Europe's Jews, Michel Houellebecq, Robert Putnam, Charles Bowden, Miscellany, TripAdvisor

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Is It Time For The Jews To Leave Europe?

Jeffrey Goldberg | Atlantic | 14th March 2015

In brief: Yes. Jews are in danger. Pre-war antisemitism is returning, and the threat from radicalised European Muslims is rising. "I am predisposed to believe that there is no great future for the Jews in Europe, because evidence to support this belief is accumulating so quickly. I am also predisposed to think this because I am an American Jew — a person who exists because his ancestors made a run for it when they could" (11,300 words)

Slouching Towards Mecca

Mark Lilla | New York Review Of Books | 16th March 2015

Review of Michel Houellebecq's Soumission, currently the best-selling novel in Europe, published on the day of the Charlie Hebdo massacre. The story foresees a Muslim takeover of France, but portrays Islam sympathetically. "Soumission is a classic novel of European cultural pessimism that belongs in whatever category we put books like Thomas Mann’s The Magic Mountain and Robert Musil’s The Man Without Qualities" (3,850 words)

Robert Putnam’s American Dream

Marc Parry | Chronicle Review | 12th March 2015

Putnam's latest and probably last book, Our Kids, warns that social mobility is "poised to plunge" in America, as the class divide grows. Putnam bases his argument on the idea of "social capital" that he developed in Bowling Alone: Social capital comes from social networks, and the children of less-educated parents have almost no hope of escaping the low-value networks into which they are born (3,180 words)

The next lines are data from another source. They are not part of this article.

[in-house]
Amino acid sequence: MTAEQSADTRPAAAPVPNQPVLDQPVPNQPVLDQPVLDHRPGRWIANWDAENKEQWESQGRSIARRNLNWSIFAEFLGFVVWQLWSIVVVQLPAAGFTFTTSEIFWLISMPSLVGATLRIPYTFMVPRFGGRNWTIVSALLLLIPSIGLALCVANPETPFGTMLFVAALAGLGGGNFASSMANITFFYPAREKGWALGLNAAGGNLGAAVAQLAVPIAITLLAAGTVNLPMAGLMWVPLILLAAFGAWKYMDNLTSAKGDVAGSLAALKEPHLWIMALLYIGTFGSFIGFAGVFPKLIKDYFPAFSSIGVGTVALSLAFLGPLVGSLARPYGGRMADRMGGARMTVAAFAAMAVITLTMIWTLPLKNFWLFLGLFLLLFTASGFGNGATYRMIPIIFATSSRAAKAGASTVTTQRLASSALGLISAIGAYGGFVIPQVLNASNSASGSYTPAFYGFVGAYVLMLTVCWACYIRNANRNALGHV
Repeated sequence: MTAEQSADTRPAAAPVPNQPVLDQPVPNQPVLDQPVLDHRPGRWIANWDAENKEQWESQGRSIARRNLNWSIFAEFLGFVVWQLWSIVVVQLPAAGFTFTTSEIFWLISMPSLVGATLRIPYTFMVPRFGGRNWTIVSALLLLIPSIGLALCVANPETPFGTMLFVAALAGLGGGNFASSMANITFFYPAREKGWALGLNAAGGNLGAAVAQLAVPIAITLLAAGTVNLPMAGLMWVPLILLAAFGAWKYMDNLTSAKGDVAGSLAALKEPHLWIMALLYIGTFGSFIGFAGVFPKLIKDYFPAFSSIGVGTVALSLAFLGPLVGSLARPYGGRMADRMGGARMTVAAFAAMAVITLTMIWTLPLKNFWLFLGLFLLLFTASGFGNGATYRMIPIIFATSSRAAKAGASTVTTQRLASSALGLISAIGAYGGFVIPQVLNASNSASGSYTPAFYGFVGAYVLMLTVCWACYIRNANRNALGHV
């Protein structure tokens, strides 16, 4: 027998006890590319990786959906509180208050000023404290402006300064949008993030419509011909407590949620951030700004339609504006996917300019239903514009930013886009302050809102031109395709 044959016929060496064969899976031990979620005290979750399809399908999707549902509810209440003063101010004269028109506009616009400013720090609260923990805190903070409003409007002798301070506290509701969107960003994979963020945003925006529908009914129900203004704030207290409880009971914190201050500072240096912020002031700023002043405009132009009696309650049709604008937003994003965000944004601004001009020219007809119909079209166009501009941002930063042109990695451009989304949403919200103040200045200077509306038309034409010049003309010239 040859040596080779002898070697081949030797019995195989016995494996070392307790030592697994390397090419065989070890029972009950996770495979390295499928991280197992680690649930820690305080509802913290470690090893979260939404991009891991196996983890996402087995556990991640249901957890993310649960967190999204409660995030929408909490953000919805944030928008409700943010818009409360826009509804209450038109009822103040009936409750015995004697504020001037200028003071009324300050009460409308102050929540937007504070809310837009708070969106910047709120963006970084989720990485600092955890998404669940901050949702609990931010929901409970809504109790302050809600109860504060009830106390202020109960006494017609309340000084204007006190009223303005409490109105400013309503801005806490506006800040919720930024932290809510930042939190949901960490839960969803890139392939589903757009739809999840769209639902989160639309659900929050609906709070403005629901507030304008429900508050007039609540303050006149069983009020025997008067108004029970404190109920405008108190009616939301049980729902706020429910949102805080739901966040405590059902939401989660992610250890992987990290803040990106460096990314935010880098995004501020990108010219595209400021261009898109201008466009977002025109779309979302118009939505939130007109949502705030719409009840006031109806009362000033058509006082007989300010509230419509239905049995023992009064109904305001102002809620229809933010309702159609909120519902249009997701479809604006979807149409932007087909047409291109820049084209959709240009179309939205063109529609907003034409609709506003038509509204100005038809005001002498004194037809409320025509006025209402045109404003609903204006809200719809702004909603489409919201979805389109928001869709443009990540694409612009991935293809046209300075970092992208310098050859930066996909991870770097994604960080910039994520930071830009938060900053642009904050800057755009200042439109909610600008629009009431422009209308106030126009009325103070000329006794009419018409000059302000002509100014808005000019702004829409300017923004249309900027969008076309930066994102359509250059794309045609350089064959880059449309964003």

The Final Rhapsody Of Charles Bowden

Scott Carrier | Mother Jones | 15th March 2015

Charles Bowden was covering crime for the Tucson Citizen when he started digging deep into the Mexican drug trade, and he could scarcely support the horror of what he found. For 30 years he chronicled the murders and tortures and rapes of the drug cartels and the Mexican police. He was arguably the greatest crime reporter of our time. But he changed nothing. He supplied more truth than the market could bear (4,100 words)


Rafil Kroll-Zaidi | Harper's | 13th March 2015

Miscellany of recent news: "Penguins have lost the ability to taste fish. A South Korean woman’s hair was eaten by a robot. Swiss prison guards report contentedness. Undersea volcanoes erupt almost always between January and June. The sulfur bacteria of Western Australia have not evolved in 2.3 billion years. The British government granted an unplanned beaver family on the River Otter leave to remain" (560 words)

The World Of TripAdvisor

Tom Vanderbilt | Outside | 13th March 2015

How TripAdvisor keeps the hotel industry on its toes. If the shower-head doesn't work you can tell the world about it. TripAdvisor has 200 million comments on its website and adds 115 every minute. Customer ratings are mainly indexed to value: “For what I paid, how delighted was I?” Service is the key variable. Branding counts for little. "The number-one hotel in a major market is often not the hotel you would expect” (5,020 words)

Video of the day: The Vanity Fair Decades — The 1940s

What to expect: Cartoon. A short history of the 1940s, featuring J.D. Salinger, war, and lots of tattoos (4'44")

Thought for the day

To explode a myth is not to deny the facts, but to re-allocate them
Gilbert Ryle (

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